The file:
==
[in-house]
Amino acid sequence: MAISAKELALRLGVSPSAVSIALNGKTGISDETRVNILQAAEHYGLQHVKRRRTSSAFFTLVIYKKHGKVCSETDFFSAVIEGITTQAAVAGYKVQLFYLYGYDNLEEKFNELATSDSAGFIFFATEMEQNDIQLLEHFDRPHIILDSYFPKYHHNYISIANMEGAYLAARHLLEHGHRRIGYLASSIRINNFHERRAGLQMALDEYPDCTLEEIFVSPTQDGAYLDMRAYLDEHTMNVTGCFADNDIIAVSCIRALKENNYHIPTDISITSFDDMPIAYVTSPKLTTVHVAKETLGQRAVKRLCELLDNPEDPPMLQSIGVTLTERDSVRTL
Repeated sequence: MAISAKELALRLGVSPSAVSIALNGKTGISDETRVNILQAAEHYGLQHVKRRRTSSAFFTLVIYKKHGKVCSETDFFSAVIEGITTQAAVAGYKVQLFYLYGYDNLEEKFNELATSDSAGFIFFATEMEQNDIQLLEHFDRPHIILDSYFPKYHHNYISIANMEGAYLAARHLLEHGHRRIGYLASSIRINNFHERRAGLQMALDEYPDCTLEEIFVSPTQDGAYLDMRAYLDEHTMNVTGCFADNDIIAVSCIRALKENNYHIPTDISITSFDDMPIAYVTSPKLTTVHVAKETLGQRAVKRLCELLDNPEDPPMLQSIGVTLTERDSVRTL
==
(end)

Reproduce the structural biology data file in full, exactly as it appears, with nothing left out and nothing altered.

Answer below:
[in-house]
Amino acid sequence: MAISAKELALRLGVSPSAVSIALNGKTGISDETRVNILQAAEHYGLQHVKRRRTSSAFFTLVIYKKHGKVCSETDFFSAVIEGITTQAAVAGYKVQLFYLYGYDNLEEKFNELATSDSAGFIFFATEMEQNDIQLLEHFDRPHIILDSYFPKYHHNYISIANMEGAYLAARHLLEHGHRRIGYLASSIRINNFHERRAGLQMALDEYPDCTLEEIFVSPTQDGAYLDMRAYLDEHTMNVTGCFADNDIIAVSCIRALKENNYHIPTDISITSFDDMPIAYVTSPKLTTVHVAKETLGQRAVKRLCELLDNPEDPPMLQSIGVTLTERDSVRTL
Repeated sequence: MAISAKELALRLGVSPSAVSIALNGKTGISDETRVNILQAAEHYGLQHVKRRRTSSAFFTLVIYKKHGKVCSETDFFSAVIEGITTQAAVAGYKVQLFYLYGYDNLEEKFNELATSDSAGFIFFATEMEQNDIQLLEHFDRPHIILDSYFPKYHHNYISIANMEGAYLAARHLLEHGHRRIGYLASSIRINNFHERRAGLQMALDEYPDCTLEEIFVSPTQDGAYLDMRAYLDEHTMNVTGCFADNDIIAVSCIRALKENNYHIPTDISITSFDDMPIAYVTSPKLTTVHVAKETLGQRAVKRLCELLDNPEDPPMLQSIGVTLTERDSVRTL